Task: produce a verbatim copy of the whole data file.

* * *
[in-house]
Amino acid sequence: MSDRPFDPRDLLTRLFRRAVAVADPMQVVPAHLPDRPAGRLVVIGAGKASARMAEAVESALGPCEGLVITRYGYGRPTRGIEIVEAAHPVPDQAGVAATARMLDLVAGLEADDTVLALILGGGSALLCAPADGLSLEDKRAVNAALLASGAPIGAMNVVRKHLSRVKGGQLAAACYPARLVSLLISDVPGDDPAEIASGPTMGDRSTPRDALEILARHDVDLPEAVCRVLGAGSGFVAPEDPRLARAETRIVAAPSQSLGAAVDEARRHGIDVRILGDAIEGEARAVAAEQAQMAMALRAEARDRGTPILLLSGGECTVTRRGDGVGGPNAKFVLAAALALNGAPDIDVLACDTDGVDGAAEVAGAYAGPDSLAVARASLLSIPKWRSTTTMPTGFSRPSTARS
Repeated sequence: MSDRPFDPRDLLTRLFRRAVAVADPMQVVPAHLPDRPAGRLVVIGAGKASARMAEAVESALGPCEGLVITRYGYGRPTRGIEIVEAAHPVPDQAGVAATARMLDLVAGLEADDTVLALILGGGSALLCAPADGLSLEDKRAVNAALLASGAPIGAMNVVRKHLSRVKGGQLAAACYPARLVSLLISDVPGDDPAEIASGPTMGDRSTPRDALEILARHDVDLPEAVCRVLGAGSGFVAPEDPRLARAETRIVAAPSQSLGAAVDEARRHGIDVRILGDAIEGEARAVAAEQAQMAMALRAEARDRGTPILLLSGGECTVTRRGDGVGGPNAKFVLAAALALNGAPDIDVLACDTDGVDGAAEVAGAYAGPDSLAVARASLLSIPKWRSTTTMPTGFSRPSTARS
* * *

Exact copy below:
[in-house]
Amino acid sequence: MSDRPFDPRDLLTRLFRRAVAVADPMQVVPAHLPDRPAGRLVVIGAGKASARMAEAVESALGPCEGLVITRYGYGRPTRGIEIVEAAHPVPDQAGVAATARMLDLVAGLEADDTVLALILGGGSALLCAPADGLSLEDKRAVNAALLASGAPIGAMNVVRKHLSRVKGGQLAAACYPARLVSLLISDVPGDDPAEIASGPTMGDRSTPRDALEILARHDVDLPEAVCRVLGAGSGFVAPEDPRLARAETRIVAAPSQSLGAAVDEARRHGIDVRILGDAIEGEARAVAAEQAQMAMALRAEARDRGTPILLLSGGECTVTRRGDGVGGPNAKFVLAAALALNGAPDIDVLACDTDGVDGAAEVAGAYAGPDSLAVARASLLSIPKWRSTTTMPTGFSRPSTARS
Repeated sequence: MSDRPFDPRDLLTRLFRRAVAVADPMQVVPAHLPDRPAGRLVVIGAGKASARMAEAVESALGPCEGLVITRYGYGRPTRGIEIVEAAHPVPDQAGVAATARMLDLVAGLEADDTVLALILGGGSALLCAPADGLSLEDKRAVNAALLASGAPIGAMNVVRKHLSRVKGGQLAAACYPARLVSLLISDVPGDDPAEIASGPTMGDRSTPRDALEILARHDVDLPEAVCRVLGAGSGFVAPEDPRLARAETRIVAAPSQSLGAAVDEARRHGIDVRILGDAIEGEARAVAAEQAQMAMALRAEARDRGTPILLLSGGECTVTRRGDGVGGPNAKFVLAAALALNGAPDIDVLACDTDGVDGAAEVAGAYAGPDSLAVARASLLSIPKWRSTTTMPTGFSRPSTARS